Acute Inpatient Rehabilitation Care for a Patient Learning to Use an AKA Prosthesis: Amputee Case Study

Title

Acute Inpatient Rehabilitation Care for a Patient Learning to Use an AKA Prosthesis: Amputee Case Study

Abstract

Pt is a 68 yr old woman admitted to acute rehab for dynamic alignment and prosthetic training with her new AKA prosthesis. Pt has a complex medical history but was motivated to increase her independence with the prosthesis. Pt lives alone so her primary goals were to be safe and independent using the prosthesis for mobility in her home environment and to have the knowledge she needs to safely use her prosthesis. Pt was very clear she would only stay for 4-5 days at rehab so PT treatment focused on education, dynamic alignment and prosthetics training to accommodate pt goals

Key Words

transfemoral, inpatient rehab, mutlidisplinary team, prosthetic ex, ICF model, pt education

Client Characteristics

Pt is a 68-year-old female who had surgery for a L AKA 3/5/15 due to gangrene in LLE. She was admitted to acute rehab after her surgery for the amputation. She did well and left at primarily a wc level with limited ambulation in the home with the rw. Pt was staying on 1 level. She received her prosthesis on 6/19/15 and was seen for OP-PT follow up on 6/22/19. Pt was having difficulty managing and donning/doffing her prosthesis independently. She lives alone so it was thought she would benefit from a direct admit to acute rehab for further education and training. She was admitted to acute rehab on 6/22/15 for dynamic alignment and prosthetic training.


Pt has a significant past medical history for: PVD with multiple vascular surgeries and grafts, HTN, claudication, COPD, dyspnea, R shoulder dislocation, scleroderma, pulmonary infiltrates, psoriasis and GERD. Pt is currently a smoker, despite education and assistance available for cessation, pt declines.


Pt lives alone in a multi level home. He has 1 step to enter her home and 1 stepped/slanted step into her kitchen. She uses the wc in the kitchen and is ambulatory with the rw, limited distances in the home. She stays on the first floor. Pt has intermittent assist available from friends. Pt is retired. She enjoys spending time with her 11 yr old foster son.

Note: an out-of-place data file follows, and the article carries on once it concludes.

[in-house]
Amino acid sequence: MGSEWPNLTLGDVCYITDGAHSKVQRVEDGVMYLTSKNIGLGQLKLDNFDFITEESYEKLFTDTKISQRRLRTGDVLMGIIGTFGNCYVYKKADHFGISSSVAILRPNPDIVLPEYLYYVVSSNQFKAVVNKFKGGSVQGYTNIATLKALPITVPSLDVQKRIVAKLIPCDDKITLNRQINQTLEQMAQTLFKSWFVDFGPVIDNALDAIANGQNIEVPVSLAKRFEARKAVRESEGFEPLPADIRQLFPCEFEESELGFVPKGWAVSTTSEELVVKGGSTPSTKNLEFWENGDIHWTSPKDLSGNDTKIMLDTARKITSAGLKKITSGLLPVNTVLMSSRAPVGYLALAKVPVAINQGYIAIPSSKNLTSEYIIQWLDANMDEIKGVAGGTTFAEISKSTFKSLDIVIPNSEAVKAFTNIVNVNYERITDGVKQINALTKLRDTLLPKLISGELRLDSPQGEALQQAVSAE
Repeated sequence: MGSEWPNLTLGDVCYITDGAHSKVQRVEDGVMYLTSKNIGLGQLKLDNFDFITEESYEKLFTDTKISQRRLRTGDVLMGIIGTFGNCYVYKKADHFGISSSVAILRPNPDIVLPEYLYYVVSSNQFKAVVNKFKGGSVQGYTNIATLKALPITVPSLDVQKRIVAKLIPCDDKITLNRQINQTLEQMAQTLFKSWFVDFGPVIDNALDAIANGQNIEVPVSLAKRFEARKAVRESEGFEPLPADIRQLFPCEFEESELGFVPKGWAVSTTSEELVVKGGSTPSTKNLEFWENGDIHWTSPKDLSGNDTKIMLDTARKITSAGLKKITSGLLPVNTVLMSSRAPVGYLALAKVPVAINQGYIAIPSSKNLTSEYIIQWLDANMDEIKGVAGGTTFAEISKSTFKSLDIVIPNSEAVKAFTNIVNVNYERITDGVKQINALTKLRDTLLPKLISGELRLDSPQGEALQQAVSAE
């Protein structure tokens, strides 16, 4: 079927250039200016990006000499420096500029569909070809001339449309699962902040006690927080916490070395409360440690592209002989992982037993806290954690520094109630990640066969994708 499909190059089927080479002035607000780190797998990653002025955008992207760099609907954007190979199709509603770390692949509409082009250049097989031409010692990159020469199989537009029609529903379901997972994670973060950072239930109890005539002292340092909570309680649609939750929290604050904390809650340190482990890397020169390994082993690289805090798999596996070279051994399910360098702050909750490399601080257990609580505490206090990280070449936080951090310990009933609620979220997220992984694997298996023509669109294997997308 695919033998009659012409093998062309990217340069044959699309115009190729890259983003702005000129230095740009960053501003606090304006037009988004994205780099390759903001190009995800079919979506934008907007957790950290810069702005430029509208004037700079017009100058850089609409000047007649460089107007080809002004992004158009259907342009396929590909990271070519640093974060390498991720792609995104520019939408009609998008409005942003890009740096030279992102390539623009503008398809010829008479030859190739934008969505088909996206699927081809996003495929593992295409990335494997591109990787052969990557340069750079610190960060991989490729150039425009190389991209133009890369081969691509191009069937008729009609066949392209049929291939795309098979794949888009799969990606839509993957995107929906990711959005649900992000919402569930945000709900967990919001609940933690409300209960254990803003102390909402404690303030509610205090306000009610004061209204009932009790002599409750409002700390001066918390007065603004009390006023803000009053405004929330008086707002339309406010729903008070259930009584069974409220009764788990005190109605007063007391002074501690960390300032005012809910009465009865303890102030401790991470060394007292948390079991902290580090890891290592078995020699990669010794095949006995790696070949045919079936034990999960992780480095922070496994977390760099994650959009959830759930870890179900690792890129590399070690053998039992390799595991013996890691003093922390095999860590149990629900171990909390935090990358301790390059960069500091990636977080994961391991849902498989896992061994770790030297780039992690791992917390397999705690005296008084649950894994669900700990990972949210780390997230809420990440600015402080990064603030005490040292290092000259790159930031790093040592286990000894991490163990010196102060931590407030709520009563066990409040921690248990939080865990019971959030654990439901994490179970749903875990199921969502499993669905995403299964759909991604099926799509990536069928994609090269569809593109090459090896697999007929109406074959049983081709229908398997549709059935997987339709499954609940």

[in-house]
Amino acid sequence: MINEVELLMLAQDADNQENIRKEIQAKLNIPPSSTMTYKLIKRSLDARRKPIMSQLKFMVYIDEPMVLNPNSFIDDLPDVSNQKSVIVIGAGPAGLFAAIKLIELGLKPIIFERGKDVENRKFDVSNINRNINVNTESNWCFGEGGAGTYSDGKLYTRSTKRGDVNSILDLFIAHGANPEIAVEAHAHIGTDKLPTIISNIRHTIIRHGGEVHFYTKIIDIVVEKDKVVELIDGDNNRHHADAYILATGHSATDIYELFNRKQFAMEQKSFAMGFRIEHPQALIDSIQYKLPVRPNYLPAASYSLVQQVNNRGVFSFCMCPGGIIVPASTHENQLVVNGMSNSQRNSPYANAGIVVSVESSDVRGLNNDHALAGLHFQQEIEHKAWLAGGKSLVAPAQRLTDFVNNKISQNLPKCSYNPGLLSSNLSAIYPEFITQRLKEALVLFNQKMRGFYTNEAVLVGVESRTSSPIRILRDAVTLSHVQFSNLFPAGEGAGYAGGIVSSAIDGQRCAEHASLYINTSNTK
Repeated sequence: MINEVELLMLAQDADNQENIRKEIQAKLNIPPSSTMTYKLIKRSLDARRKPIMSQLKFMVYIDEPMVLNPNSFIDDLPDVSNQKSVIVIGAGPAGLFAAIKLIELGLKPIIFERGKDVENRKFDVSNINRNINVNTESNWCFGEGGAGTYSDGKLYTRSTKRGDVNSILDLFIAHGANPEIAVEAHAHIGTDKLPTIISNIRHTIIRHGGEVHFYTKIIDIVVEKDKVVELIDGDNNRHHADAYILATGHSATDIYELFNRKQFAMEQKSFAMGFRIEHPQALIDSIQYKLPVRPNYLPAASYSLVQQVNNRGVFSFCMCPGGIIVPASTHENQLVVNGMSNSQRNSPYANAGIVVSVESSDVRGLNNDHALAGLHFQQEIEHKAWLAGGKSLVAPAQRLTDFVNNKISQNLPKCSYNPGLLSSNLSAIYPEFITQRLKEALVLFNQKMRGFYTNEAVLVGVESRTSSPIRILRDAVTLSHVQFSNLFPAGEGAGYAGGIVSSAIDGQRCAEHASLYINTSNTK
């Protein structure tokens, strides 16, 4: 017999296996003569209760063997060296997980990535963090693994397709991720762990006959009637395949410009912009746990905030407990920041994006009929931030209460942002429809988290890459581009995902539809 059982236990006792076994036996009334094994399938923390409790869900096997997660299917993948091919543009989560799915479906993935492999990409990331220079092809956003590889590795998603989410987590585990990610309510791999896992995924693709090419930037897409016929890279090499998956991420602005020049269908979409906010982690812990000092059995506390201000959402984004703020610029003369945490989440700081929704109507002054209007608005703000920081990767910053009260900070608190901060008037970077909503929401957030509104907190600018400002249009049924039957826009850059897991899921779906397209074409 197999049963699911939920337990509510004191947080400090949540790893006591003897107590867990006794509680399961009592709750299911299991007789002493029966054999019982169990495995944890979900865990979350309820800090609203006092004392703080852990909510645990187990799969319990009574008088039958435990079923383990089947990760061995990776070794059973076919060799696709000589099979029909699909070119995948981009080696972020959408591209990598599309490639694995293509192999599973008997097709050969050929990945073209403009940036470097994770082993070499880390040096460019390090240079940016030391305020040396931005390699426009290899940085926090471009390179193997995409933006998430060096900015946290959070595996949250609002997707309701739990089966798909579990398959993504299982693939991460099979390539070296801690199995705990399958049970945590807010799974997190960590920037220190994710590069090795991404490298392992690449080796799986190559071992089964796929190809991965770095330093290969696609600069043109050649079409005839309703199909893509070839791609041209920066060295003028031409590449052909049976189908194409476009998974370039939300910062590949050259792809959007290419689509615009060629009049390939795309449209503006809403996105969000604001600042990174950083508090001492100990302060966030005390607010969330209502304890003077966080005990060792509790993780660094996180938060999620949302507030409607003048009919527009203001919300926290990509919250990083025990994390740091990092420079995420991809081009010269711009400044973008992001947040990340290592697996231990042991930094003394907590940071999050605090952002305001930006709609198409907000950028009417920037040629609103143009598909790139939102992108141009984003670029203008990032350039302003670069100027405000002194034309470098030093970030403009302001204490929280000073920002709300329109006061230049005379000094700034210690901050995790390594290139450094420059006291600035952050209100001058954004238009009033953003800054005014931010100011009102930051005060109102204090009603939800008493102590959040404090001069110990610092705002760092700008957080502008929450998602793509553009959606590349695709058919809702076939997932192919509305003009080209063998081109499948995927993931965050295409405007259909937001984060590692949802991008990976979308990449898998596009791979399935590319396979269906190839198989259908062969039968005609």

Pt is very independent and seeks to regain increased independence and function with the prosthesis. Pt wants to pursue follow up OP-PT.

Examination Findings

Pt goals: ambulate and negotiate steps independently with prosthesis, ambulate to/from the car with her prosthesis and perform ambulatory activities with her foster son.

Findings:

  • Occasional phantom sensation/pain
.
  • Pt is motivated/great follow through.

  • Decreased activity tolerance/dyspnea.

  • Well healed skin and AKA site.

  • Shrinker for management of AKA swelling.

  • BUE and BLE ROM: wnl B hip extension: 10 degrees Strength: B hip flexion,extension, abd/add: 4/5 R knee 4/5 R ankle: 5/5
sensation intact
  • BLE
balance: stand close supervision with rw/prosthesis
independent with wc mobility using BUE/RLE.

  • Transfers: stand step with rw, prosthesis, close supervision
  • 
Gait: pt ambulating with rw, prosthesis, 30 ft with close supervision, decreased gait speed, decreased step length, intermittent L knee instability, decreased step width and cues for L HS.
Equipment: check socket, gel liner suspension, safety knee, college park foot and no socks